Marc Yablonka’s book Tears Across the Mekong is an excellent work. Laos and its integral involvement in the Vietnam war remain unknown by most. The book dispels the fog of ignorance, revealing experiences and thoughts from a host of sources, both American- and Laotian-born. The myth of communist beneficence is exposed by first-hand accounts of post-war suffering in Laos. Tears Across the Mekong is of value to both professional historians and those without in-depth knowledge of Laos and North Vietnam’s invasion of that country. Very informative. Get it. Read it. Learn from it. –Bill Laurie, U.S. Army Intelligence, Military Assistance Command Vietnam – 1971-`7, Defense Attaché’s Office – 1973 – `75, Co-Author, Whitwash/Blackwash: Myths of the Viet Nam War, Mesa, Arizona
In his latest work, Tears Across the Mekong, military author and journalist Marc Yablonka has once again set the bar for authenticity and historical perspective in his latest anthology on the Vietnam era in Southeast Asia.
As related to us by a well thought-out collection of personal interviews with participants who lived through these events, a vivid and compelling story emerges that takes the reader back nearly a half century to describe what it was like to be part of what is now referred to as the ‘Secret War in Laos’.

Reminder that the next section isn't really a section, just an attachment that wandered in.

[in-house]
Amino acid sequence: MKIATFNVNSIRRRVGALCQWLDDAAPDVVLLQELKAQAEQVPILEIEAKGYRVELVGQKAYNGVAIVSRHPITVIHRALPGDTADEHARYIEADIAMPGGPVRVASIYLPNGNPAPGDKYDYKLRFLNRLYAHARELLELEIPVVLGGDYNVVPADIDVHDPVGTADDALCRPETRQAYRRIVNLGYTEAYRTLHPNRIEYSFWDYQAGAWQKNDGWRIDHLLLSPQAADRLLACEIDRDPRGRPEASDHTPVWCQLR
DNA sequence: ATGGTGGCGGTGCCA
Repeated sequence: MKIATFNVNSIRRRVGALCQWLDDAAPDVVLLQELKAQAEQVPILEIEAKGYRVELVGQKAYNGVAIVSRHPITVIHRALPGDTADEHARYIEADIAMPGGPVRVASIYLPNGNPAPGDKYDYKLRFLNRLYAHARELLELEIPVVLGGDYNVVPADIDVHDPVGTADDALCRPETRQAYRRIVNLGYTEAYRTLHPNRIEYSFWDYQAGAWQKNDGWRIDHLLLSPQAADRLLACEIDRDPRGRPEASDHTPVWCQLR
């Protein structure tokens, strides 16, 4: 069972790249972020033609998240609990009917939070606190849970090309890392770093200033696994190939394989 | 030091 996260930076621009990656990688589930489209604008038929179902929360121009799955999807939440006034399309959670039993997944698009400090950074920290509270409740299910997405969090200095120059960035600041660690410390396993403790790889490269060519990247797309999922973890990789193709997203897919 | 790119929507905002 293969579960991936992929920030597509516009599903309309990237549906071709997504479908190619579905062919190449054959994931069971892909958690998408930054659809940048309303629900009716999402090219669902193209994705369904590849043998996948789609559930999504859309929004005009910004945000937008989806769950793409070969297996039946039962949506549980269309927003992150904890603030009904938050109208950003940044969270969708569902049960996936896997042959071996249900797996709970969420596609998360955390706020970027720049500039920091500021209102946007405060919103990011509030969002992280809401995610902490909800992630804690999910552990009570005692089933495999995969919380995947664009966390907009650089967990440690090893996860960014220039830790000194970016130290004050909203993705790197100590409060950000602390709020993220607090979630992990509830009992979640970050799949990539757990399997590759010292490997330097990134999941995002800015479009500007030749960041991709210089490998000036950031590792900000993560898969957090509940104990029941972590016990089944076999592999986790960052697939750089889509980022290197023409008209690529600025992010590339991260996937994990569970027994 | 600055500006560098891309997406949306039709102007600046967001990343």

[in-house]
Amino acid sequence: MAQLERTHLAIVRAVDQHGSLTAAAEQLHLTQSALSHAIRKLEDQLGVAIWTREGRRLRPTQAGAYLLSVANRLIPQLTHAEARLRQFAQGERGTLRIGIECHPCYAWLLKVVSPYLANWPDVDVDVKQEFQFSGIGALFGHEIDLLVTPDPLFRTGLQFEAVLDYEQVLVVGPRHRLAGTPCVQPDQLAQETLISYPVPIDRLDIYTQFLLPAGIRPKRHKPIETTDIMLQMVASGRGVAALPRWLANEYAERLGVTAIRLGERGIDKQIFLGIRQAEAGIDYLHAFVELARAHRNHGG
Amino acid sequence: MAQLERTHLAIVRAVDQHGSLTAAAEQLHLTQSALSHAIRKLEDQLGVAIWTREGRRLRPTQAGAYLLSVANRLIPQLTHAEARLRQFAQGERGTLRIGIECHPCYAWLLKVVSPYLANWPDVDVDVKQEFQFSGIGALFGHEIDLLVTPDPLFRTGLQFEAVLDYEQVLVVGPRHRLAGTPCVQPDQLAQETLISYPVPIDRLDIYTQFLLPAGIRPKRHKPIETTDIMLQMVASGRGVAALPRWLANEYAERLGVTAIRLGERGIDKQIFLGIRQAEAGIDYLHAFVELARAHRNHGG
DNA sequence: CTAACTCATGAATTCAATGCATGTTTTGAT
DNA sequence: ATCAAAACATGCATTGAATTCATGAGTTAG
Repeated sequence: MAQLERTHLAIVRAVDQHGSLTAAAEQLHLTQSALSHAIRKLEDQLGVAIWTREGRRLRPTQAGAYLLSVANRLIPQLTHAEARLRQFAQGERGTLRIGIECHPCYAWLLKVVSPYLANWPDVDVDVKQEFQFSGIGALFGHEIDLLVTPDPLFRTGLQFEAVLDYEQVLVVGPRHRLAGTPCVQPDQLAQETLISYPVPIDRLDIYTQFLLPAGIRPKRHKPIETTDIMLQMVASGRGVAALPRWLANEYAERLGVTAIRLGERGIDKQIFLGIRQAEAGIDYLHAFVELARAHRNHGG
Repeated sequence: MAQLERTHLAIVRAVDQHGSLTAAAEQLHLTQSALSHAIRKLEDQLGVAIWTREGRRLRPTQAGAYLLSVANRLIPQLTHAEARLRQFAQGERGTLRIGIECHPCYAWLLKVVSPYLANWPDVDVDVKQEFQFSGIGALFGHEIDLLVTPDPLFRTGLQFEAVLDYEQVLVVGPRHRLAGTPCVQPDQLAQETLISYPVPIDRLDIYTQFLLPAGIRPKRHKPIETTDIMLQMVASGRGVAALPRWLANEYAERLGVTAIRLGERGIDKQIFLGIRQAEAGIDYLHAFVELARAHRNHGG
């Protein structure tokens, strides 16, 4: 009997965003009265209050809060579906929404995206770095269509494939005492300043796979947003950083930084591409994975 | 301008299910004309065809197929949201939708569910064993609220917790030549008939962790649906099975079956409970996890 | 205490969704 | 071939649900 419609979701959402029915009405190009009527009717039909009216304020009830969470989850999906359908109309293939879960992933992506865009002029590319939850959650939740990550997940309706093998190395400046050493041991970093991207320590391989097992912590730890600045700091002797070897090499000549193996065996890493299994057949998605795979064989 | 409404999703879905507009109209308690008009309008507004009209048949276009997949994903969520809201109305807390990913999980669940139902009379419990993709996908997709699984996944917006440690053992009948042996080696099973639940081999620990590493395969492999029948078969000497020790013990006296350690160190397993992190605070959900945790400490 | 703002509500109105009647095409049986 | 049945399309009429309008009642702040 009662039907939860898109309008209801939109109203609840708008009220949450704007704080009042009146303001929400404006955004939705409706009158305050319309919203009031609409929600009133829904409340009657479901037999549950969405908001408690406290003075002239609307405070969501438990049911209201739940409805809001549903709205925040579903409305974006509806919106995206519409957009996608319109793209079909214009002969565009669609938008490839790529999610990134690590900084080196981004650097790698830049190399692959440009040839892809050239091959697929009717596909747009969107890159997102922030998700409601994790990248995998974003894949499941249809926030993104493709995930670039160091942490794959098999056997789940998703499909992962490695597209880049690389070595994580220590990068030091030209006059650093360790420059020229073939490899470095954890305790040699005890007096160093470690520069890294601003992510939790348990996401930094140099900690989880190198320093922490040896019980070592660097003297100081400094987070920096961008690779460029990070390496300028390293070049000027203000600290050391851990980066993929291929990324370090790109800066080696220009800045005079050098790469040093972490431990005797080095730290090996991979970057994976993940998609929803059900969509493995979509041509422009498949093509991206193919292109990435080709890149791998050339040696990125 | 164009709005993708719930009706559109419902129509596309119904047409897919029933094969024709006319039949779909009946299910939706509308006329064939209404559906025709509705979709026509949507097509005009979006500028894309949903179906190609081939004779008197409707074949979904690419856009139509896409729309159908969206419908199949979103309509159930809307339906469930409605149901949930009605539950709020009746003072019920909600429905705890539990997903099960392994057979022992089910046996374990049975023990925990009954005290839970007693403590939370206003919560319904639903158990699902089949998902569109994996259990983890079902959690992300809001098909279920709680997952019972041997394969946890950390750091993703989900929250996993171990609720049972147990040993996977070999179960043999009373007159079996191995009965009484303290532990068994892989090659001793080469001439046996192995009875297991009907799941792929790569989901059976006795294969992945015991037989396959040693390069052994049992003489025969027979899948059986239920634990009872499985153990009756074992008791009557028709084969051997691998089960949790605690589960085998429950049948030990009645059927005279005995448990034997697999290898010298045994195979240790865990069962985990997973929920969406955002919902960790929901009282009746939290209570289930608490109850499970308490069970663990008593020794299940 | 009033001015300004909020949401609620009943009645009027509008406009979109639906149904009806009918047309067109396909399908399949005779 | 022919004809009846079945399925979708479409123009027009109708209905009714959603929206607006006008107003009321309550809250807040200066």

While the Vietnam war and its aftermath have been thoroughly documented in fact and fiction, Tears Across the Mekong offers insights on that war-torn era’s impact on the Laotian populace, particularly in its effects on the sturdy and fiercely-loyal Hmong mountain tribesmen, who took up arms on behalf of the U.S. to combat the brutal hardships wrought by the Communist regime that seized control of their historically peaceful nation.
For anyone truly interested in learning more about this tragic period, Marc has delivered a real page-turner that will hold you spellbound as you read the real-life accounts of those who were intimately involved with or victimized by that little-known conflict. –COL W. R. Johnson (U.S. Army, Ret.), 11th Armored Cavalry Regiment Vietnam – 1970, Army General Staff – Pentagon – 1982 – `85, Joint Chiefs of Staff – Pentagon – 1988 – `91, Asia-Pacific specialist, Chiang Mai, Thailand